Kerry gets his way on Iran

Greg Nash

Secretary of State John Kerry and the Obama administration appear to have won a fight with Congress over new Iran sanctions — at least for now.

As Kerry readied to give testimony on Tuesday to the House Foreign Affairs Committee on the administration's controversial interim nuclear deal with Iran, core senators said there is little chance Congress would approve new sanctions this year.

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“I'm inclined to support [Secretary of State] John Kerry” and hold off for now, Senate Banking Committee Chairman Tim Johnson (D-S.D.) told The Hill. “We'll see. Not this year.”

Sen. Lindsey Graham (R-S.C.), an Iran hawk and member of the Armed Services panel, said he was working on a new bipartisan bill but acknowledged it might not be ready until next year, though.

“I'm looking for a sanctions bill to pass either next week or the early part of next year,” he said. 

The administration has warned that new sanctions could undermine the deal with Iran, which has been criticized for allowing that country to continue to enrich uranium. 

It has urged Congress to hold off on mandating new sanctions, and it appears it will get its way.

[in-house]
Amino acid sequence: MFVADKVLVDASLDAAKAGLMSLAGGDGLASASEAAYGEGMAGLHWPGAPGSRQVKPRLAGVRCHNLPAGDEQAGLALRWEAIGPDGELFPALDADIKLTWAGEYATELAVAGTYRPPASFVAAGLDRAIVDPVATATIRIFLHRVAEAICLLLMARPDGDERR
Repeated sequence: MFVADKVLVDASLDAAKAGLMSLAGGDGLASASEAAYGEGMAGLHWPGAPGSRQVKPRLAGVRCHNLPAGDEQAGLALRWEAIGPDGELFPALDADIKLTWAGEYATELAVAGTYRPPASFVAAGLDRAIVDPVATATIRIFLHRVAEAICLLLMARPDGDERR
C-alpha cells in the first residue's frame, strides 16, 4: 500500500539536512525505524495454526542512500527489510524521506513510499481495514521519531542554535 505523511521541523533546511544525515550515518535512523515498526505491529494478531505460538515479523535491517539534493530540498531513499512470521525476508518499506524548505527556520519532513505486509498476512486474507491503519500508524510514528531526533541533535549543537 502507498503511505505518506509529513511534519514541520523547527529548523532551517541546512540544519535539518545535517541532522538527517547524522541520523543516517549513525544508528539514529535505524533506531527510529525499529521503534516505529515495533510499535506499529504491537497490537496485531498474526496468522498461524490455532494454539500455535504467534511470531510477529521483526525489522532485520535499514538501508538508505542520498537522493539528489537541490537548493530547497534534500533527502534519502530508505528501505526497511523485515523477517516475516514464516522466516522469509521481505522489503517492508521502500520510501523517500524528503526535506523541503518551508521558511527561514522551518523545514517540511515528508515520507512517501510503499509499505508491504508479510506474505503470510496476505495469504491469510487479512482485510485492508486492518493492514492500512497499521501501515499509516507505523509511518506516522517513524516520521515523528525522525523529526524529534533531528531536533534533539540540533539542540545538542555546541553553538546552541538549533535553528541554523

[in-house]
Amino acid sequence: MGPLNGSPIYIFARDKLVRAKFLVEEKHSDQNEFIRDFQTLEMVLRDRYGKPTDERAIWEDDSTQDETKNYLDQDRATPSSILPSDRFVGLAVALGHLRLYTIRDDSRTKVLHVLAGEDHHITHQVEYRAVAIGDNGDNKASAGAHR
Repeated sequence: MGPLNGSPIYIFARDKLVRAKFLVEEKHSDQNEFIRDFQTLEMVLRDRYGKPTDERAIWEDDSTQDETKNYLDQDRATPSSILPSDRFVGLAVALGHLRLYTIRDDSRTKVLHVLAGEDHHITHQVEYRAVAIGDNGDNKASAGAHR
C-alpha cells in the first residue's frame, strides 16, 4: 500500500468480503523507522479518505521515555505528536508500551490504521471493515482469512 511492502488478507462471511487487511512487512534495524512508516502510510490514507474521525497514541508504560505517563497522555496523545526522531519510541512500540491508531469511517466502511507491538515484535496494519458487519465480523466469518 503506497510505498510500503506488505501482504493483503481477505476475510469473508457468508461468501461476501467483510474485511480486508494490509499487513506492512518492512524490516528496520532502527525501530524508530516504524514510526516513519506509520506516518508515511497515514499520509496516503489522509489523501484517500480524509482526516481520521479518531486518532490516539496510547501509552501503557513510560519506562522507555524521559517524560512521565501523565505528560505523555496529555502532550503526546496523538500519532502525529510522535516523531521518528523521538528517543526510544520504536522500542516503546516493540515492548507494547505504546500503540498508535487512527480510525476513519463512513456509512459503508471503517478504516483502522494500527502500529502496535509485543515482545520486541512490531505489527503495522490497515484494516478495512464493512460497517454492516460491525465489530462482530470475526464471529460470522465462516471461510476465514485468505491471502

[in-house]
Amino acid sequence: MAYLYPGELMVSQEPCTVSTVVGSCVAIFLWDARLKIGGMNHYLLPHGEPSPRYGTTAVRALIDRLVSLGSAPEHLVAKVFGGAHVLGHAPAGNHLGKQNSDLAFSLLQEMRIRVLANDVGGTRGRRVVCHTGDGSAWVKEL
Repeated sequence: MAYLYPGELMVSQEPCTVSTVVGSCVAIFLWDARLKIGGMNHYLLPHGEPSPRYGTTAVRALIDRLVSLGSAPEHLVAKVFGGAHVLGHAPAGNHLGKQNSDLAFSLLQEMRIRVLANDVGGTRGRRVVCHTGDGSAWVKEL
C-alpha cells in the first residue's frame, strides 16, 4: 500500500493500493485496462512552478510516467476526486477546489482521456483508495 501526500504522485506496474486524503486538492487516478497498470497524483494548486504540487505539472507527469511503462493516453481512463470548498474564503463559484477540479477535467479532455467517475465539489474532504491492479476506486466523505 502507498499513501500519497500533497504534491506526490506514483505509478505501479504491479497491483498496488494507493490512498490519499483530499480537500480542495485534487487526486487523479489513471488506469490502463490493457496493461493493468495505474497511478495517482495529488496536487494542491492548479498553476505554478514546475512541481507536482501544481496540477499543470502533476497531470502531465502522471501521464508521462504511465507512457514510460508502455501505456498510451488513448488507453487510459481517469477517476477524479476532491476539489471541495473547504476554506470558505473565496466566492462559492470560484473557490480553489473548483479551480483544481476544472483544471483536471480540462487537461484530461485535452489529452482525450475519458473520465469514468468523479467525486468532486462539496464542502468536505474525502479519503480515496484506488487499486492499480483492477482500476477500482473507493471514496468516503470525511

More hawkish senators had all but given up on passing legislation through Johnson's committee and were instead hoping to do it as an amendment to the pending Defense bill.

Leaders of the House and Senate Armed Services committees poured water on that plan on Monday when they unveiled a joint, bipartisan bill with no sanctions attached and called for a quick vote before the House leaves town on Friday.

Their bill was an initial signal this week that the chances of new sanctions were slim.

Graham said his bill would be “outcomes-based” and provide no flexibility to the White House if it fails to produce a final deal with Iran that meets its strict requirements. 

“At the end of the six months, if [Iran's] Arak [plutonium] reactor hasn't been dismantled — or is in the process of being dismantled — sanctions stay in place,” said the senator, who is up for reelection next year. “If they continue to possess the 20 percent stockpile, the sanctions stay in place. If they're still in the enrichment business, the sanctions stay in place.”

Senate Foreign Relations Committee Chairman Robert Menendez (D-N.J.), who has been working on sanctions legislation with Sen. Mark Kirk (R-Ill.) and other members of both parties, said he remains committed to unveiling a new bill soon.

“We’re pushing forward to getting legislation together," Menendez said.

“I respectfully disagree with the administration. We have been, in the past, in the other iterations in which we’ve been told sanctions was not appropriate vehicle or time, we found that it was. And we believe that it is now.”

— Jeremy Herb contributed.